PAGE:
The value for this key must correlate to the pricing dimensions specified when you create your AWS Marketplace SaaS product listing. The following screenshot shows the dimensions we defined when creating our listing.
Figure 3 – Pricing dimensions defined.
The value of the
customerIdentifier key here is the same string that AWS Marketplace returned when we onboarded our tenant. For convenience, we store this customer identifier, along with our application’s tenant ID, so we can look one up from the other.
The following diagram depicts the end-to-end billing integration.
Figure 4 – Billing flow.
In Step 1, our SaaS application (again, just an installation of the AWS SaaS Factory serverless reference architecture), records billing events as metrics in Amazon CloudWatch. These metrics are sent in the embedded metric format (EMF), which is a JSON specification that makes it easy to query metric values embedded in structured log events, which we take advantage of in the implementation of our tenant consumption service.
The following is a product metric sample:
In Step 2, a scheduled EventBridge rule is fired. The target of this rule is a Lambda function with authorization to call the tenant consumption API (Step 3) in our SaaS application’s control plane.
Our tenant consumption service simply aggregates metrics by the tenant over a given time frame. Because our metrics are stored in CloudWatch as EMF, the service can use the CloudWatch insights query shown in the following code:
In Step 4, we send the metrics back to the quick start and insert them into the billing table. The quick start then sends the billing data back to AWS Marketplace (Step 5) based on a trigger of its own scheduled EventBridge rule.
There’s one minor nuance to point out in this implementation. Recall that the billing data stored in the quick start’s billing table is expected to conform with the format we used earlier. You may have noticed our application is producing metrics with the labels “ProductCreated” and “OrderCreated,” while the pricing dimensions we defined in our AWS Marketplace SaaS listing are labeled “ProductsOrdered” and “OrdersCreated.”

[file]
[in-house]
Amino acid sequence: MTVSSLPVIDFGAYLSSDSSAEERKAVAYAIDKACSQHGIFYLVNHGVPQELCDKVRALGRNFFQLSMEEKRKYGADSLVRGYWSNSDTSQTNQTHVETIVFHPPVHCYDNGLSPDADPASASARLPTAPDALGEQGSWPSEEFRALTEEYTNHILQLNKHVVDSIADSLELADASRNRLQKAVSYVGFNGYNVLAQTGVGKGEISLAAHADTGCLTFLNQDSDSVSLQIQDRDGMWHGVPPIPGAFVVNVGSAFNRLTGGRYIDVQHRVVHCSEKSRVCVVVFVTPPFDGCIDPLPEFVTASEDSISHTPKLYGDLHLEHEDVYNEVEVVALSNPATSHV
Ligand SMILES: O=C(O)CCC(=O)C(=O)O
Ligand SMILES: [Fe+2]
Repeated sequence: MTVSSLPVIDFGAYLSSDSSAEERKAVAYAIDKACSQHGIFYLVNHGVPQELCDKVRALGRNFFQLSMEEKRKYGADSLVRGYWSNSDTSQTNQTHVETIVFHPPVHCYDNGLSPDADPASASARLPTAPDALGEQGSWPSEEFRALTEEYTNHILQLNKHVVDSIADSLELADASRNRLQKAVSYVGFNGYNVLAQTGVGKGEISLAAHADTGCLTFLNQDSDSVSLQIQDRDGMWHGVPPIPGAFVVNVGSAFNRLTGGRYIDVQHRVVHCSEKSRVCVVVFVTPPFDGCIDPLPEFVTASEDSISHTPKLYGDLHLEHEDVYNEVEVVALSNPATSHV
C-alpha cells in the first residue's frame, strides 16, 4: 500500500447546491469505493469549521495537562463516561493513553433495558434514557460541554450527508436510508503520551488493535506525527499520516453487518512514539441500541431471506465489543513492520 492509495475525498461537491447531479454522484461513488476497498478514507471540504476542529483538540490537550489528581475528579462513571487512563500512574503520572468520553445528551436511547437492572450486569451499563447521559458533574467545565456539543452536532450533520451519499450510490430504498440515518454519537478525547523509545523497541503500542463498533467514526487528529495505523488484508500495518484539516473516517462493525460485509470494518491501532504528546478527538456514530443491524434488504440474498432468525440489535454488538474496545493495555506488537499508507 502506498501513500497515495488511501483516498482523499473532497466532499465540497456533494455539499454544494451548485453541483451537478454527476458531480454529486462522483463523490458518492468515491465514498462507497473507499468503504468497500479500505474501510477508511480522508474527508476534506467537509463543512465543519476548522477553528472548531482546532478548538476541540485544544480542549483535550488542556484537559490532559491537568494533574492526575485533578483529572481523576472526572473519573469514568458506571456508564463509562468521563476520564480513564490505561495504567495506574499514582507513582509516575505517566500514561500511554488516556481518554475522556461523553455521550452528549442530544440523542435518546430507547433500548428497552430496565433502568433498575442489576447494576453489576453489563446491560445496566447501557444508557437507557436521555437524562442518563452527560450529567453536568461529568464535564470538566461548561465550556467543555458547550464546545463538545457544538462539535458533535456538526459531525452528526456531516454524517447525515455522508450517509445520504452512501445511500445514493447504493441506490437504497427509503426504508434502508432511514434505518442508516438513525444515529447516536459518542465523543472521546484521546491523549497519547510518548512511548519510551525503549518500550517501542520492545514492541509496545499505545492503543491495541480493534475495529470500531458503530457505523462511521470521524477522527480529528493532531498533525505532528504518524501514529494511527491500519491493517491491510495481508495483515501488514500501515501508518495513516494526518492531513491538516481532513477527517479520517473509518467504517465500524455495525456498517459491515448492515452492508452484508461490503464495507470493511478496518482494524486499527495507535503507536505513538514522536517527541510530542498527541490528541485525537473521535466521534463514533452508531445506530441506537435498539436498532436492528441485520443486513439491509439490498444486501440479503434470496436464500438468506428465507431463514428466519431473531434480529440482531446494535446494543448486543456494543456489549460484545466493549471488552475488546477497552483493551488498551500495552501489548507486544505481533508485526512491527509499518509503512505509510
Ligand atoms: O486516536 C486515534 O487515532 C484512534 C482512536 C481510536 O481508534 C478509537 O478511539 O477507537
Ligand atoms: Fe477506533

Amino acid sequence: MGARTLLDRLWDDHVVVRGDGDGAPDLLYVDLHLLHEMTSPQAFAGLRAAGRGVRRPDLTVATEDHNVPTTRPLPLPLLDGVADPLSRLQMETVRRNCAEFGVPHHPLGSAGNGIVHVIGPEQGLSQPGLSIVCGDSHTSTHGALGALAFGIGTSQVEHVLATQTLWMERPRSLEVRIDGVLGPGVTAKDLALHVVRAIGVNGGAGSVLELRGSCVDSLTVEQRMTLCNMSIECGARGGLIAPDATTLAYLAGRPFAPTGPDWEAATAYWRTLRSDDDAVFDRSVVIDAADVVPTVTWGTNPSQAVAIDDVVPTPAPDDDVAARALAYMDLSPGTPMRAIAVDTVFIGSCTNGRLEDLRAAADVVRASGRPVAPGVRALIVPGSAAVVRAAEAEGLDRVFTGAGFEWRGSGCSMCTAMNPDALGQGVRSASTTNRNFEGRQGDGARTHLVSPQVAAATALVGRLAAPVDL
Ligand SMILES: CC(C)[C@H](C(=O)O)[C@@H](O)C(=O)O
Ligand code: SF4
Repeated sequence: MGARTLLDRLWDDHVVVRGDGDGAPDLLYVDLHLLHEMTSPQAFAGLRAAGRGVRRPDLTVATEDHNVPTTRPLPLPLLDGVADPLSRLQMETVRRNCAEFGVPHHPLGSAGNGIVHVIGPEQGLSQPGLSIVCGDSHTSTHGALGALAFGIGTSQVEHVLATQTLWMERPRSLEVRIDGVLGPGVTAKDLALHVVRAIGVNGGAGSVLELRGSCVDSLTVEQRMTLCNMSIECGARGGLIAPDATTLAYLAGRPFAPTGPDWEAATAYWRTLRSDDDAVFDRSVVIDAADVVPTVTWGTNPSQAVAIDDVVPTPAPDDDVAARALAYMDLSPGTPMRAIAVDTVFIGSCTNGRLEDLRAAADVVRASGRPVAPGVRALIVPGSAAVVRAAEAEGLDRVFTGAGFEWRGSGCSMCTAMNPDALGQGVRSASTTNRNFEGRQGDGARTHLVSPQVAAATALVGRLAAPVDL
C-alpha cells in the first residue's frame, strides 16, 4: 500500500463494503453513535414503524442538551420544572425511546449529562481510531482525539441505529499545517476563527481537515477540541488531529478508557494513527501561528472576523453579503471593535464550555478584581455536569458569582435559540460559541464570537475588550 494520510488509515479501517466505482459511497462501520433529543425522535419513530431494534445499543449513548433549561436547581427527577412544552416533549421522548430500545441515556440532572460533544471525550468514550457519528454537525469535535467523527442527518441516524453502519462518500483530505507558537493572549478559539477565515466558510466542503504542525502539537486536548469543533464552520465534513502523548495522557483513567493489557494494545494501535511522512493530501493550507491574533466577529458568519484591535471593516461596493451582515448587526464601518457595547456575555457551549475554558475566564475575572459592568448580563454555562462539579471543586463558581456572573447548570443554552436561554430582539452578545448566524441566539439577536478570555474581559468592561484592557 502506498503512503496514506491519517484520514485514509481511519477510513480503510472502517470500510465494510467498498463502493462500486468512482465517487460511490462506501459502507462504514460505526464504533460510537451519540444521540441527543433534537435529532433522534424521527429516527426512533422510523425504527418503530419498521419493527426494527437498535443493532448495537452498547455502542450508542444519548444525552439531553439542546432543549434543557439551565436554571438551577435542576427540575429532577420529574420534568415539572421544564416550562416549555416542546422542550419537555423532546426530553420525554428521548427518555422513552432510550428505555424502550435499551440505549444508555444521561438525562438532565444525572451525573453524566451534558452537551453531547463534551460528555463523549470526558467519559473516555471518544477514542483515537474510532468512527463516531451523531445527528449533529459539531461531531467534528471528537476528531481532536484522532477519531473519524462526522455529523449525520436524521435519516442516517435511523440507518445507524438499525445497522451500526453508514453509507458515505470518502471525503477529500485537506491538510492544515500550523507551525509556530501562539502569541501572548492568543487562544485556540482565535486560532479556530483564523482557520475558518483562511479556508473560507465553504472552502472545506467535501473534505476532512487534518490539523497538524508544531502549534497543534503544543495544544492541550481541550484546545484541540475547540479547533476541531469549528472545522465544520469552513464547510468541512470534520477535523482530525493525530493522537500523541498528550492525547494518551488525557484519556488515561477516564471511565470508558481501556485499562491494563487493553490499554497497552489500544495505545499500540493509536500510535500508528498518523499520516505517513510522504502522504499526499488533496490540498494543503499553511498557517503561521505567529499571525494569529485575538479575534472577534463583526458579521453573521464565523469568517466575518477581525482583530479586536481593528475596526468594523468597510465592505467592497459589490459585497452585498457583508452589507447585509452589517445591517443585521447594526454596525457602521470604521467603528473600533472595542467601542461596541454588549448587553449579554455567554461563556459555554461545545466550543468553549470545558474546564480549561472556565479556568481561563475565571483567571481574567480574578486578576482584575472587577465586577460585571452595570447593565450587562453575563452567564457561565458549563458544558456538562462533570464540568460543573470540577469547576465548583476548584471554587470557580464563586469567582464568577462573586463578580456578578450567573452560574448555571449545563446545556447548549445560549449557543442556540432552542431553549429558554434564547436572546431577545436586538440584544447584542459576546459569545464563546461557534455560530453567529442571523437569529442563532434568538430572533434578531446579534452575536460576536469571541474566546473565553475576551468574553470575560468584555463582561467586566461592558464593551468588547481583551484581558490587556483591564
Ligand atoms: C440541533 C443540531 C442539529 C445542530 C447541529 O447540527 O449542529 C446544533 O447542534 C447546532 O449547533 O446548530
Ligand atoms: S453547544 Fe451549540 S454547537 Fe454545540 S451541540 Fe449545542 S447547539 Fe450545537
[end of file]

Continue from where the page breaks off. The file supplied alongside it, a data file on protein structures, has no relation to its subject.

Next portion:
This is a small but significant variation. If we were to send billing data that didn’t match our listing’s pricing dimensions, the integration wouldn’t work and the quick start would record an error when attempting to call the AWS Marketplace meter usage APIs.
In this solution and for simplicity, we chose to normalize the difference between our application’s metrics, and that which AWS Marketplace expects, in the CloudWatch Logs Insights query, where we alias the output column to AWS Marketplace-expected labels.
We could have opted to leave our control plane APIs pure, and free of AWS Marketplace-specific changes, and instead handled that normalization in the Lambda function that called our tenant consumption service (in the Marketplace Integration Component). Both are valid approaches.
This post took a deeper look at how you might connect your existing SaaS application to AWS Marketplace. We looked at some strategies for extending your control plane to include listening for customer events that originate from AWS Marketplace and how to route those events to your application via EventBridge.
We also looked at a technique for using the quick start’s ability to send billing data back to AWS Marketplace. We hope this information helps you shorten the development cycle for bringing your own SaaS applications to AWS Marketplace.